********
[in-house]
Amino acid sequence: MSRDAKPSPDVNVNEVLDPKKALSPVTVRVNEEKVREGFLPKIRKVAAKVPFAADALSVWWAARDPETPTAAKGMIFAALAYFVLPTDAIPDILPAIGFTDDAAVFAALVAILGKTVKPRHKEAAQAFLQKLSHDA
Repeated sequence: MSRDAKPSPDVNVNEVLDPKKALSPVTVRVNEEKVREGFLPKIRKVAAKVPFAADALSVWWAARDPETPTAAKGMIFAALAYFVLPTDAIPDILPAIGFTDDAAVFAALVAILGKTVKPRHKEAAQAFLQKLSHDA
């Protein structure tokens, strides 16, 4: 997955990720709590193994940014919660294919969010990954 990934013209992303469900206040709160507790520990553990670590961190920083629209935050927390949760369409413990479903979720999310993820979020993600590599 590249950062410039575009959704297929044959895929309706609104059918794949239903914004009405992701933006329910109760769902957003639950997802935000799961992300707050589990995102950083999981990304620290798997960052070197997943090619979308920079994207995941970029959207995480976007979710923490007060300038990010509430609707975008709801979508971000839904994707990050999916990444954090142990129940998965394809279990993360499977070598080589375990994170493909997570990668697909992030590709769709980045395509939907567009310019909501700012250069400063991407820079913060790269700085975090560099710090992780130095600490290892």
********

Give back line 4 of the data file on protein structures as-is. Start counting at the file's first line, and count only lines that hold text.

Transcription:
């Protein structure tokens, strides 16, 4: 997955990720709590193994940014919660294919969010990954 990934013209992303469900206040709160507790520990553990670590961190920083629209935050927390949760369409413990479903979720999310993820979020993600590599 590249950062410039575009959704297929044959895929309706609104059918794949239903914004009405992701933006329910109760769902957003639950997802935000799961992300707050589990995102950083999981990304620290798997960052070197997943090619979308920079994207995941970029959207995480976007979710923490007060300038990010509430609707975008709801979508971000839904994707990050999916990444954090142990129940998965394809279990993360499977070598080589375990994170493909997570990668697909992030590709769709980045395509939907567009310019909501700012250069400063991407820079913060790269700085975090560099710090992780130095600490290892």